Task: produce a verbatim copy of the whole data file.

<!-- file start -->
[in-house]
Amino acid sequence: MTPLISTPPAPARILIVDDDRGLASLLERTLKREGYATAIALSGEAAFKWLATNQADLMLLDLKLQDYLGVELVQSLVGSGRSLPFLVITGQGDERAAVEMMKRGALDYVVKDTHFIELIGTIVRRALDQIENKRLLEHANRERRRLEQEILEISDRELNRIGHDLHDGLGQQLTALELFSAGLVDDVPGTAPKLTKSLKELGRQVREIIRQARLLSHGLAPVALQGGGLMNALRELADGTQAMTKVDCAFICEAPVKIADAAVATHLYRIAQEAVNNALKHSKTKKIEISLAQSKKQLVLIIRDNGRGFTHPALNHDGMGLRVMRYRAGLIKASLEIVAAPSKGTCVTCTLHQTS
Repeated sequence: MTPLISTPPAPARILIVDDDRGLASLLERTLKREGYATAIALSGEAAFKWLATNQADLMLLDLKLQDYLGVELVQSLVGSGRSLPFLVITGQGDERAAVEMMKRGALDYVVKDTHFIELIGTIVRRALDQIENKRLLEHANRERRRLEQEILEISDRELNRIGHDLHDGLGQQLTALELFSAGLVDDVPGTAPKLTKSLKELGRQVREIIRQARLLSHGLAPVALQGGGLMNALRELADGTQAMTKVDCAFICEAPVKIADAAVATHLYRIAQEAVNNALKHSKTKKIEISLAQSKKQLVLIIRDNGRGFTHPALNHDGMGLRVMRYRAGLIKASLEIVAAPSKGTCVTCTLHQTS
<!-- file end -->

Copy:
[in-house]
Amino acid sequence: MTPLISTPPAPARILIVDDDRGLASLLERTLKREGYATAIALSGEAAFKWLATNQADLMLLDLKLQDYLGVELVQSLVGSGRSLPFLVITGQGDERAAVEMMKRGALDYVVKDTHFIELIGTIVRRALDQIENKRLLEHANRERRRLEQEILEISDRELNRIGHDLHDGLGQQLTALELFSAGLVDDVPGTAPKLTKSLKELGRQVREIIRQARLLSHGLAPVALQGGGLMNALRELADGTQAMTKVDCAFICEAPVKIADAAVATHLYRIAQEAVNNALKHSKTKKIEISLAQSKKQLVLIIRDNGRGFTHPALNHDGMGLRVMRYRAGLIKASLEIVAAPSKGTCVTCTLHQTS
Repeated sequence: MTPLISTPPAPARILIVDDDRGLASLLERTLKREGYATAIALSGEAAFKWLATNQADLMLLDLKLQDYLGVELVQSLVGSGRSLPFLVITGQGDERAAVEMMKRGALDYVVKDTHFIELIGTIVRRALDQIENKRLLEHANRERRRLEQEILEISDRELNRIGHDLHDGLGQQLTALELFSAGLVDDVPGTAPKLTKSLKELGRQVREIIRQARLLSHGLAPVALQGGGLMNALRELADGTQAMTKVDCAFICEAPVKIADAAVATHLYRIAQEAVNNALKHSKTKKIEISLAQSKKQLVLIIRDNGRGFTHPALNHDGMGLRVMRYRAGLIKASLEIVAAPSKGTCVTCTLHQTS